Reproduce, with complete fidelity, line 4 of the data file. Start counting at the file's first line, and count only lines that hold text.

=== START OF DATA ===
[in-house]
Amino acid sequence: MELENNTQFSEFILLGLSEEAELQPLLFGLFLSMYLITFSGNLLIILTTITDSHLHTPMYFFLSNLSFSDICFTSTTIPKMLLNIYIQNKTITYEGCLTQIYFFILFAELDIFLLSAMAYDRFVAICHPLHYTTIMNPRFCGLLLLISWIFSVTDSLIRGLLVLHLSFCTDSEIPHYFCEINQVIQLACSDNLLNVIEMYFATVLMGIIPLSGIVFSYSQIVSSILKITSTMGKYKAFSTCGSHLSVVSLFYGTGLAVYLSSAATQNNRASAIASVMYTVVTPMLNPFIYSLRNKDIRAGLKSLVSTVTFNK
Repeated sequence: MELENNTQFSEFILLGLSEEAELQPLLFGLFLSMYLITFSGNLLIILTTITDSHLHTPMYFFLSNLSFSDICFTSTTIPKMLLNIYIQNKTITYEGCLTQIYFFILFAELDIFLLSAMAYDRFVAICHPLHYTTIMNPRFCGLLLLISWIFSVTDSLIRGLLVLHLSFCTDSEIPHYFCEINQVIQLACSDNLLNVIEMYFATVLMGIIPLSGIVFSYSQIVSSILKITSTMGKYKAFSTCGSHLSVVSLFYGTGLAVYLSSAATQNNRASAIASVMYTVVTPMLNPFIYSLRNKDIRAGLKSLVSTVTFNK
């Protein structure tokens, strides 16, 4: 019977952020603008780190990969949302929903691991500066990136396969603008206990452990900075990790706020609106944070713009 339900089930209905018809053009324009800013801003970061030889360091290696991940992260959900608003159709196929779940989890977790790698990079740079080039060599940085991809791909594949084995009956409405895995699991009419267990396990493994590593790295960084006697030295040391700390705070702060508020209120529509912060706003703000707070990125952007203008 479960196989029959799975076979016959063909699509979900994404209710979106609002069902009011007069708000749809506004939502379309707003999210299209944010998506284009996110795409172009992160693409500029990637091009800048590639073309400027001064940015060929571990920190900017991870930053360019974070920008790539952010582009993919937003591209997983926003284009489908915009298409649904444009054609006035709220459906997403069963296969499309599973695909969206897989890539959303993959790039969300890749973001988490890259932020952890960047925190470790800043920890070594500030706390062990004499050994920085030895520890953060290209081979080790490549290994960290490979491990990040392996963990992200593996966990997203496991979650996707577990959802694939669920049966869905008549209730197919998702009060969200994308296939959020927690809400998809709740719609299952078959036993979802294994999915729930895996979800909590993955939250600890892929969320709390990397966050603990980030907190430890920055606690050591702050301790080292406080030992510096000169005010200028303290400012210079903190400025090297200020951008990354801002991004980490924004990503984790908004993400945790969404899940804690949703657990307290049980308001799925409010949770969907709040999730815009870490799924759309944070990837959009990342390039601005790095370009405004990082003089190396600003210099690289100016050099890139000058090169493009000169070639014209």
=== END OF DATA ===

């Protein structure tokens, strides 16, 4: 019977952020603008780190990969949302929903691991500066990136396969603008206990452990900075990790706020609106944070713009 339900089930209905018809053009324009800013801003970061030889360091290696991940992260959900608003159709196929779940989890977790790698990079740079080039060599940085991809791909594949084995009956409405895995699991009419267990396990493994590593790295960084006697030295040391700390705070702060508020209120529509912060706003703000707070990125952007203008 479960196989029959799975076979016959063909699509979900994404209710979106609002069902009011007069708000749809506004939502379309707003999210299209944010998506284009996110795409172009992160693409500029990637091009800048590639073309400027001064940015060929571990920190900017991870930053360019974070920008790539952010582009993919937003591209997983926003284009489908915009298409649904444009054609006035709220459906997403069963296969499309599973695909969206897989890539959303993959790039969300890749973001988490890259932020952890960047925190470790800043920890070594500030706390062990004499050994920085030895520890953060290209081979080790490549290994960290490979491990990040392996963990992200593996966990997203496991979650996707577990959802694939669920049966869905008549209730197919998702009060969200994308296939959020927690809400998809709740719609299952078959036993979802294994999915729930895996979800909590993955939250600890892929969320709390990397966050603990980030907190430890920055606690050591702050301790080292406080030992510096000169005010200028303290400012210079903190400025090297200020951008990354801002991004980490924004990503984790908004993400945790969404899940804690949703657990307290049980308001799925409010949770969907709040999730815009870490799924759309944070990837959009990342390039601005790095370009405004990082003089190396600003210099690289100016050099890139000058090169493009000169070639014209």